SF plans maximum childcare cost fees of €180 a week if elected
Second-highest childcare costs in the world would be subsidised by State, party proposes
Sinn Féin’s deputy leader Mary Lou McDonald and the party’s president Gerry Adams: A commitment will be made to extend maternity benefit by six weeks at a cost of €63 million a year. Photograph: Gareth Chaney Collins
Sinn Féin intends to set maximum fees for childcare costs of €180 a week if elected to government.
The party will announce its policy on childcare today and will commit to extending maternity leave by six weeks and introducing parental leave of 12 months.
It will commit to dedicated incremental funding increases over the lifetime of a government.
The most significant proposal is an attempt to control childcare costs which are the most expensive in the European Union. The party would set maximum fees for childcare costs of €180 a week and would incrementally reduce that to €150 a week. This would be paid for by increased capitation payments from the State.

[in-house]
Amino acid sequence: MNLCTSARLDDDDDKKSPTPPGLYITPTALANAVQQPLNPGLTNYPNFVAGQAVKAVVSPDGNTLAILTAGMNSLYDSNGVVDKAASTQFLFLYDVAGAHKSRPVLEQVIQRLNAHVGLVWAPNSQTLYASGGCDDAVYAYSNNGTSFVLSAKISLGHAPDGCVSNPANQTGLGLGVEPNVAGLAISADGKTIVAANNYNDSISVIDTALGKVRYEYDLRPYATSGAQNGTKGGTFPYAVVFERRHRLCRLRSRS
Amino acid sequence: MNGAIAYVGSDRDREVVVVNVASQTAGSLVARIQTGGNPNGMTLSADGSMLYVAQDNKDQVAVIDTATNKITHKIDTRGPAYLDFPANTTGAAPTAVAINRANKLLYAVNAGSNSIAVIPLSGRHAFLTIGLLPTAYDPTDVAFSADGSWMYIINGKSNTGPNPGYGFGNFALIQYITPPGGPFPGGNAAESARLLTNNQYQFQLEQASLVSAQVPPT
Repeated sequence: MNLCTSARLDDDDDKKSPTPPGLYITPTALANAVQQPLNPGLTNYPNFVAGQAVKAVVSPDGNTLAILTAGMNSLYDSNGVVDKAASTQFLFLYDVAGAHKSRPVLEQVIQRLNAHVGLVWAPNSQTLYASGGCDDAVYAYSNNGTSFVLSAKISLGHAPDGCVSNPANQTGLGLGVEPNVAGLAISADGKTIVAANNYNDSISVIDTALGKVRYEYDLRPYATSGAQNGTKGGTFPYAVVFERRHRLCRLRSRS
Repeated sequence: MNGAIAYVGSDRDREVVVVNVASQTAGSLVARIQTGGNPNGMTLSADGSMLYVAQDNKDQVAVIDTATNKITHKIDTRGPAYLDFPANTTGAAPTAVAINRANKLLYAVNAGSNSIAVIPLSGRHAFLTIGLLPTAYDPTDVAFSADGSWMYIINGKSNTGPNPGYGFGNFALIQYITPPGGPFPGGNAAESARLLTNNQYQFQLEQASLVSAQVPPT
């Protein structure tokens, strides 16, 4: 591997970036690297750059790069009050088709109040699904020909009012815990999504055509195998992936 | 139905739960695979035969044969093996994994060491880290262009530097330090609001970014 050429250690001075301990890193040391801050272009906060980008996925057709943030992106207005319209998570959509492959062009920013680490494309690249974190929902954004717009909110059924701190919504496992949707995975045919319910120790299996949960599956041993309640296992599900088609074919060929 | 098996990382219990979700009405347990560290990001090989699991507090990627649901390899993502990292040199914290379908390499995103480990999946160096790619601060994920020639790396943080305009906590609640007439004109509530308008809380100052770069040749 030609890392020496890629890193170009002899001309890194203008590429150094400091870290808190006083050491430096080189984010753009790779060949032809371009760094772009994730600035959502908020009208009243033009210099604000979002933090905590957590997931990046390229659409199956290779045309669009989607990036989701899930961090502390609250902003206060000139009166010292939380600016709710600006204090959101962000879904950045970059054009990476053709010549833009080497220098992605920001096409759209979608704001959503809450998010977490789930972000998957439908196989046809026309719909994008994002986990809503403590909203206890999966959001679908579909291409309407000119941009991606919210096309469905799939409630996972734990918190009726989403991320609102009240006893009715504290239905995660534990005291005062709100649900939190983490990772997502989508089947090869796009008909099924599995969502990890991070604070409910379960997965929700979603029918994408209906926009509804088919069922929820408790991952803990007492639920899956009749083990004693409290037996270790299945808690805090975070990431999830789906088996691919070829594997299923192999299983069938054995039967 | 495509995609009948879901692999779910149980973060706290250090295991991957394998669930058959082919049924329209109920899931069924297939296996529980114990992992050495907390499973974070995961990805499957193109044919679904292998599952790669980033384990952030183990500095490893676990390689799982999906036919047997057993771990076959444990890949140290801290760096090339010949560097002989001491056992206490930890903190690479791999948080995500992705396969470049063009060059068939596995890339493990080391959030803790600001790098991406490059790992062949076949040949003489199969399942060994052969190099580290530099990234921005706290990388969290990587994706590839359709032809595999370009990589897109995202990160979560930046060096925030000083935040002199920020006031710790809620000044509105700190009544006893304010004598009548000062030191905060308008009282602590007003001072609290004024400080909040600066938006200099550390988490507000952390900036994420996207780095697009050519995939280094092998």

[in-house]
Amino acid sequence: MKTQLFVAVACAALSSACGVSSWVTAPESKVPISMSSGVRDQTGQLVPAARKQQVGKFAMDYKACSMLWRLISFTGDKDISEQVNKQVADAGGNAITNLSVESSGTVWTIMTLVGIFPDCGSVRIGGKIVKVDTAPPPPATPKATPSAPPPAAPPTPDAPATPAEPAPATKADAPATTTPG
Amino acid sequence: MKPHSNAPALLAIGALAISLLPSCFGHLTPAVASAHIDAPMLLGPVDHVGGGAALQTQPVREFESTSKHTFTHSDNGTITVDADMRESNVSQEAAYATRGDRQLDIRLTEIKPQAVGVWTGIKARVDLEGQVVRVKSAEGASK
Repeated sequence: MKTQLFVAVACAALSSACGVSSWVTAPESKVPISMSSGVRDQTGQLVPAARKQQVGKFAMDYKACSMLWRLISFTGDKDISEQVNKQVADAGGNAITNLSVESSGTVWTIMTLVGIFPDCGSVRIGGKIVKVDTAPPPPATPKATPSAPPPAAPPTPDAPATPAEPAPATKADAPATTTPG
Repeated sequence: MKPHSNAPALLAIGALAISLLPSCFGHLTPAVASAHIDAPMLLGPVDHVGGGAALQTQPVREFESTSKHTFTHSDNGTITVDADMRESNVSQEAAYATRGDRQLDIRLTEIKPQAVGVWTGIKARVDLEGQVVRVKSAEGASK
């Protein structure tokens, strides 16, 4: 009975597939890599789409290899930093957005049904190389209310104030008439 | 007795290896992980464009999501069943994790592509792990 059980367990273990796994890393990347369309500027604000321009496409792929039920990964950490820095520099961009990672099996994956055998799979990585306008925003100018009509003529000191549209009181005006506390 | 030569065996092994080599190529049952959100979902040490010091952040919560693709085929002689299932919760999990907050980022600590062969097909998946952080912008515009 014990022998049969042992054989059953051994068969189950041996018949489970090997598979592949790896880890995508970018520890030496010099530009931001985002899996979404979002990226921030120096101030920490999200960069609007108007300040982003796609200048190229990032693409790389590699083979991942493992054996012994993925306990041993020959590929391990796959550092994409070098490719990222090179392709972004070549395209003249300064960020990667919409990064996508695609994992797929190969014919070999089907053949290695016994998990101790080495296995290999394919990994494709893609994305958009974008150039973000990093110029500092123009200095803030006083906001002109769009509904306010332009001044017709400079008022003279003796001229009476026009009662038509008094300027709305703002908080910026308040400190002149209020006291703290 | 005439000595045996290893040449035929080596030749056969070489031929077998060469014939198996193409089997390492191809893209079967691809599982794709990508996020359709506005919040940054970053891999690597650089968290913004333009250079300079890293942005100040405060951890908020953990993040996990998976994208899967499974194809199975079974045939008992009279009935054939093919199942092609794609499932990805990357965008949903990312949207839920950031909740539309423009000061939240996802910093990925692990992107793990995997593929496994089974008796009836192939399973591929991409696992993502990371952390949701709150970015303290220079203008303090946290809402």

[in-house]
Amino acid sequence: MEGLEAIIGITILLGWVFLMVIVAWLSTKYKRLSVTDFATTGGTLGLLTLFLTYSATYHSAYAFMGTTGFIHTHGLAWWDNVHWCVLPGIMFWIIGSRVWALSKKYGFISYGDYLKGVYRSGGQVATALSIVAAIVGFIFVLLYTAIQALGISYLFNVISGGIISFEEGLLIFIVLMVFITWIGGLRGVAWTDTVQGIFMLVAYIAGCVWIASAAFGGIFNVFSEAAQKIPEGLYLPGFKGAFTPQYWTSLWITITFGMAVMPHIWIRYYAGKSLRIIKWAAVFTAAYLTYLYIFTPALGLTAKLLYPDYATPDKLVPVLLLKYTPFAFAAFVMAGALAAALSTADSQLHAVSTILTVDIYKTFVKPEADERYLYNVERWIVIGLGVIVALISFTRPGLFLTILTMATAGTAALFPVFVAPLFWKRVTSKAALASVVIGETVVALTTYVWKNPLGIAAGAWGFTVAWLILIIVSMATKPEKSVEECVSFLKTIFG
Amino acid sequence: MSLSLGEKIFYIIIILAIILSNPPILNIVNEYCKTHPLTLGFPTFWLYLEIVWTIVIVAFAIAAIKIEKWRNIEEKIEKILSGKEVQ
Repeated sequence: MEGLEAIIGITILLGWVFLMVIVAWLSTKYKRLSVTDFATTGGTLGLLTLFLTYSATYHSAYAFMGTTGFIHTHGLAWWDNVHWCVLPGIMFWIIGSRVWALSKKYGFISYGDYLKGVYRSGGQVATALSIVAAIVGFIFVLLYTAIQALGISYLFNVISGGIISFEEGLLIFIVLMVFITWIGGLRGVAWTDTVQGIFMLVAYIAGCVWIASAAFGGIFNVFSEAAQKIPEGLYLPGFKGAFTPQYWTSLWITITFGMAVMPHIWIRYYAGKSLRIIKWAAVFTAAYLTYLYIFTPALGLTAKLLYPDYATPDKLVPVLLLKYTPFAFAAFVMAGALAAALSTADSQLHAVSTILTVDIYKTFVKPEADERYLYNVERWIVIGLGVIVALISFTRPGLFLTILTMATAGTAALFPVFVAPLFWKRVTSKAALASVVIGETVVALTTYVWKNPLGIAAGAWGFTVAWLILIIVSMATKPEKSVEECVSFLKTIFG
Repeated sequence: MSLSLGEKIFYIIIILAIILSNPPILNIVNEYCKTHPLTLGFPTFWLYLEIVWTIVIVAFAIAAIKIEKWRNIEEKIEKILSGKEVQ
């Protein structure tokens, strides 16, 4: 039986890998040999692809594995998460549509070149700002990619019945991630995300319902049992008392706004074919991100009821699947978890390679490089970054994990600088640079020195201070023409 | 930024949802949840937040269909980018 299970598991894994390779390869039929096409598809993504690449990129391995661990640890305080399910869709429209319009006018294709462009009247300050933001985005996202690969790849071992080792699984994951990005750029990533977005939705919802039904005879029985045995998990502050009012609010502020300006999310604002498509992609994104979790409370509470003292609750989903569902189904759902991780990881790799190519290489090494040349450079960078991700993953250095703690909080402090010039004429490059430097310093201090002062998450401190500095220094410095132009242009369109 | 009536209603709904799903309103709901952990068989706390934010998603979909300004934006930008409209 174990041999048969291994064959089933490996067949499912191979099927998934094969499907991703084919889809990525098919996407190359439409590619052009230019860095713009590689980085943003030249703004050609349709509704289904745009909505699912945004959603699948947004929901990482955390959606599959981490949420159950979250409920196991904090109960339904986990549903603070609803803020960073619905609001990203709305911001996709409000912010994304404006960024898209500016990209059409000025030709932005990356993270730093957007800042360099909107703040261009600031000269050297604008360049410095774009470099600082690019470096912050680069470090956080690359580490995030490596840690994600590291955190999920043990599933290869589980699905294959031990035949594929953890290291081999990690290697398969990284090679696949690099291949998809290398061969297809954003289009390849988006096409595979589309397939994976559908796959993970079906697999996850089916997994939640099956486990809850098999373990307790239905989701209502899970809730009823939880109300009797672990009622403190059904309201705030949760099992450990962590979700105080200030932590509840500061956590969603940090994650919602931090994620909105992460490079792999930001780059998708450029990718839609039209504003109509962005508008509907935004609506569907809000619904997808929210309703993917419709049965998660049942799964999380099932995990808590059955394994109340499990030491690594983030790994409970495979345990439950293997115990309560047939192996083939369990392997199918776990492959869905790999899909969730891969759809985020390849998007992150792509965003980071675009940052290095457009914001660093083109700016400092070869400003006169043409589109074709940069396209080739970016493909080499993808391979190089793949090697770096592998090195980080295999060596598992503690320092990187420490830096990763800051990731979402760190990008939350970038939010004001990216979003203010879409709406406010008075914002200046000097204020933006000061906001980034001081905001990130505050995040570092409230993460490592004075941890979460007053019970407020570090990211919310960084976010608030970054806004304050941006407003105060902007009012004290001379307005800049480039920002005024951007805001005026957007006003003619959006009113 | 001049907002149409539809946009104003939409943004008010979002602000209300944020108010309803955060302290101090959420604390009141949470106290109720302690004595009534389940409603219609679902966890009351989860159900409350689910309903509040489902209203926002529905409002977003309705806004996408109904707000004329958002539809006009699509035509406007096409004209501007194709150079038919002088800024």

The party’s proposals, which will be set out by deputy leader Mary Lou McDonald, will commit to the extension of maternity benefit by six weeks at a cost of €63 million a year. The benefit will be extended to 52 weeks and allow for the time after 26 weeks to be split between parents.
The party will also make a commitment to increase the rate of maternity benefit over a longer term in government.
The party would remove the burden of commercial rates from all childcare centres. They would recognise all childcare facilities as educational establishments which would ensure they are exempt from paying rates.
For those who work in the sector, the party would initiate a review of the salaries involved and would move to introduce scales from 2017 onwards. It also proposes the introduction of rights and standards for childcare workers.
The party would increase capitation grants for the free pre-school year by €5 a week to €67.50, and by €9.50 for the higher capitation rate to €82.50. The total cost in one year would be €20 million, the party says.